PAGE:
These questions matter when you’re a player like winger Billy Forbes, who just had his option exercised by the Scorpions. Forbes has been and is San Antonio’s best player. Over the passed two seasons, Forbes has been a constant producer not only scoring goals but also creating chances (eight assists in nineteen starts this season and seven in twenty starts last season). Playing in the USL would be an egregious step backwards lowering his profile in the soccer world and stunting his development.
But joining a team like the Carolina Railhawks with its a new, ambitious owner would not only put him with a secure, stable organization but also partner him opposite Tiyi Shipalane, the most dangerous right winger in the league. If Carolina had Forbes on the left wing and Shipalane on the right, its attack would be championship caliber once again.
Kareem Moses, FC Edmonton
It was a rough season for FC Edmonton. Its once tight and stingy defense seemed to get the yips. Veteran centerback Albert Watson did his best to right the ship and hold the backline together. His efforts were rewarded with a contract extension. Edmonton had two young centerbacks that looked to be developing nicely, Mallan Roberts and Kareem Moses. But it decided that it had gotten all it could out of the twenty-five year old Moses letting him go at the end of the season.
Moses is a strong centerback who could go out every week and perform. With the right partner, he could stabilize or even heighten a team’s defense. There is one in particular that utterly lacks any personal in defense, the Ft. Lauderdale Strikers.
The Strikers have some of the best attacking talent in the league (Golden Boot winner forward Stefano, Marlon Freitas, and PC). But they have an aging defense lacking a true centerback. Throughout the 2015 season, Ft. Lauderdale carried only seven defenders most of which were fullbacks and usually with at least two suffering injury. Moses would breath life into this team and create a context where draws stay draws rather than turn into last minute one goal losses.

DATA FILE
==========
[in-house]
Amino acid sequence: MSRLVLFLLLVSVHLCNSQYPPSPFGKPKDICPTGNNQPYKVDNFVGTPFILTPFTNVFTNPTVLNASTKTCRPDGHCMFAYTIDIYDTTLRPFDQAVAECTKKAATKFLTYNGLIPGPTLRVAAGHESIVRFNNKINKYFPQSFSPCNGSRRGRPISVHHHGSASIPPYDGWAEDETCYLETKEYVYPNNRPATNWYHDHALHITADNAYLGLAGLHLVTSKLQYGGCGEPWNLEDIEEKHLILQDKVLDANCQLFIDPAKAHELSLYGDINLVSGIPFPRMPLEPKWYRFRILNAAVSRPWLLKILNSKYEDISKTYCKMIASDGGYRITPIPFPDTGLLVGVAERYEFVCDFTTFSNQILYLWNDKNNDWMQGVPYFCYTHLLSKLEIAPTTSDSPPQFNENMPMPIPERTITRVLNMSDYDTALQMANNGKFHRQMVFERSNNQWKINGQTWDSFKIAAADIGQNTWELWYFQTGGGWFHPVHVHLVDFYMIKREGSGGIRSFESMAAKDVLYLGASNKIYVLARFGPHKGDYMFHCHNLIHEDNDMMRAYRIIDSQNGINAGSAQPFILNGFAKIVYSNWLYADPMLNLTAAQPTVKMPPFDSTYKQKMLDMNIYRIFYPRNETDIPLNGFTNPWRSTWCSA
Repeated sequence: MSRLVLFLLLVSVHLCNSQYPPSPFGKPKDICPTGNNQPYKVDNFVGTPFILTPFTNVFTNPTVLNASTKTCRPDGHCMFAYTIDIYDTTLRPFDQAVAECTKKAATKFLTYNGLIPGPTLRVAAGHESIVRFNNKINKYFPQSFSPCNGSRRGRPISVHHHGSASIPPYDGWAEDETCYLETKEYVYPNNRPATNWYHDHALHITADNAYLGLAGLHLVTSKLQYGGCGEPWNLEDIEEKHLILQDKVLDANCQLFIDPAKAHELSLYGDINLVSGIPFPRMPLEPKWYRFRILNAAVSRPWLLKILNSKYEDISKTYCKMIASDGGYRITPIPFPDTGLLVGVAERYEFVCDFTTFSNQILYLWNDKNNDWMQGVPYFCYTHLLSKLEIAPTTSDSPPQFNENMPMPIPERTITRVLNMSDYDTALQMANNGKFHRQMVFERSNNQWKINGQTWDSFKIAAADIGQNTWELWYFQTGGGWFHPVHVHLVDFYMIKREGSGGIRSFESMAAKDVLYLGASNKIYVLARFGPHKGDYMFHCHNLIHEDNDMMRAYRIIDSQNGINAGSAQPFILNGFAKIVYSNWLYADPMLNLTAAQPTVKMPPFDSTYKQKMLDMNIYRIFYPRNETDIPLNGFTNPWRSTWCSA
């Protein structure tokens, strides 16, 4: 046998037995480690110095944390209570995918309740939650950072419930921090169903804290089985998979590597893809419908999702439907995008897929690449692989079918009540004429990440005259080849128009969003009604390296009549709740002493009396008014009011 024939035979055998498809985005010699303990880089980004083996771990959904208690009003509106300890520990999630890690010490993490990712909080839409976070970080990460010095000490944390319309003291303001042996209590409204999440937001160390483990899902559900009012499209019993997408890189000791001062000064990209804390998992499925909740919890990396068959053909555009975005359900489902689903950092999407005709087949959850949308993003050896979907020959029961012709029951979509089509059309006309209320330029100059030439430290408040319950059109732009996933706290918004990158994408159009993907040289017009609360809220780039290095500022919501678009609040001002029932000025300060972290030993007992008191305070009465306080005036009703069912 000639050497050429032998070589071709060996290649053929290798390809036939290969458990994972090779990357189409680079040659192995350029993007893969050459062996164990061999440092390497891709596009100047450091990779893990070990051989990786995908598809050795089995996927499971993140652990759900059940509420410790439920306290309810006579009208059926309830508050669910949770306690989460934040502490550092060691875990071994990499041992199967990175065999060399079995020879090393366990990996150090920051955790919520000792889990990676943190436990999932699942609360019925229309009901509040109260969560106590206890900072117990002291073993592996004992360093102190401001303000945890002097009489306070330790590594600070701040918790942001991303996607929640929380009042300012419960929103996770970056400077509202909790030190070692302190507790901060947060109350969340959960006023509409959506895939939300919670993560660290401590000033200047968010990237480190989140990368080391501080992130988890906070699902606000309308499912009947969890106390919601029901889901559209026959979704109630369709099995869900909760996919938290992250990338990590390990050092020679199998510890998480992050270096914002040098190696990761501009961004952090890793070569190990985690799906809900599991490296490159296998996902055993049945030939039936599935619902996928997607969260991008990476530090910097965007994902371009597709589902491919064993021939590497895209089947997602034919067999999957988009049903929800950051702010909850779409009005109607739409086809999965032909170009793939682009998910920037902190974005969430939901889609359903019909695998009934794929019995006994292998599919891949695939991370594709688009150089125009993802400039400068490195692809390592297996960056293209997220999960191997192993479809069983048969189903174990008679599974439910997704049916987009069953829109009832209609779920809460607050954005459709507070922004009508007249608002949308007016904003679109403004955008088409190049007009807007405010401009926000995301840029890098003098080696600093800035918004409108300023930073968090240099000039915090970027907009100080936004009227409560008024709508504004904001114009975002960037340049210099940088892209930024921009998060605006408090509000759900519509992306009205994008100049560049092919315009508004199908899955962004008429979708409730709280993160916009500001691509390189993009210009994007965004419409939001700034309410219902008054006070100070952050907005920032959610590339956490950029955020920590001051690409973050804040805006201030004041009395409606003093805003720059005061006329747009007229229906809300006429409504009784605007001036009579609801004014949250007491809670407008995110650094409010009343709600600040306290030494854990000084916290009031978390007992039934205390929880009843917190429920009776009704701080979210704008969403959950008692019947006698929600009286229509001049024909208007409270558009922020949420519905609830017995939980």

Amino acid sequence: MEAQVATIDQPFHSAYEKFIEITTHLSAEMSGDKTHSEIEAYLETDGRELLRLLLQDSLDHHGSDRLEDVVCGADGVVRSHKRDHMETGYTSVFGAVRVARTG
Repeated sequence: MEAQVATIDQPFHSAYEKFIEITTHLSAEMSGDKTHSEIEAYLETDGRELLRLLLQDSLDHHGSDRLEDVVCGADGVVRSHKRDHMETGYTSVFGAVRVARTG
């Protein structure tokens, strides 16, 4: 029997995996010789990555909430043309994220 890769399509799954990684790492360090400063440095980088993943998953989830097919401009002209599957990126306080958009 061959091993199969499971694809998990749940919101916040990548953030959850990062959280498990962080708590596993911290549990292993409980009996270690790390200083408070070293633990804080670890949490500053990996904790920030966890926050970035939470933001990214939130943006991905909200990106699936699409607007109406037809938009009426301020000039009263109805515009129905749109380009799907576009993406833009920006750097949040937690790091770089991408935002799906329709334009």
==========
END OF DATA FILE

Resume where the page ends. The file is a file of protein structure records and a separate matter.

Michal Mravec, Atlanta Silverbacks
The Atlanta Silverbacks are in a precarious position. Owned by the league and facing a MLS expansion into their city, the organization is facing a real existential crisis. Ignoring the carpetbaggers that Atlanta United will be and putting the ownership question out of their minds, the players and coaches of the Atlanta Silverbacks put together a solid season.
There are more than a few quality players on the team: defenders Simon Mensing and Paul Black, Goal of the Year winner midfielder Junior Burgos, stalwart holding midfielder Michael Reed, and forwards Jaime Chavez and Pedro Mendes. I’d look to shine a light on central/right midfielder Michal Mravec.
He didn’t get many starts (only eight) and only played 729 minutes, but when Mravec was on the pitch the Silverbacks were a better team. With Europa League experience, the Slovakian came to play for Atlanta this season with a slew of other quality journeymen assembled by manager Gary Smith such as former MLS champion fullback Kosuke Kimura.
Mravec has vision, patience, and technical skill. While not a necessarily playmaker or flashy on the pitch, he does know how to create and seize upon channels to spring attackers. If there was a stat for 2nd assists or if key passes were registered, then I wholeheartedly believe more would see his value. He is quietly one of the better play build-up midfielders I’ve seen in the league.
A team that is in dire need of strengthening its central midfield and the spine of the squad are the Tampa Bay Rowdies. Defensive midfielder Richie Menjiver is a solid player but too often his talent is diffused by him having to spread himself too thin covering the entire center of the field by himself. That’s not to say Juan Guerra, Justin Chavez, or Keith Savage are poor players. If the Rowdies poached Mravec, then they would suddenly discover just how good Menjiver can be next to someone who could consistently get the ball out to Tampa’s dangerous and eager wingers and playmakers.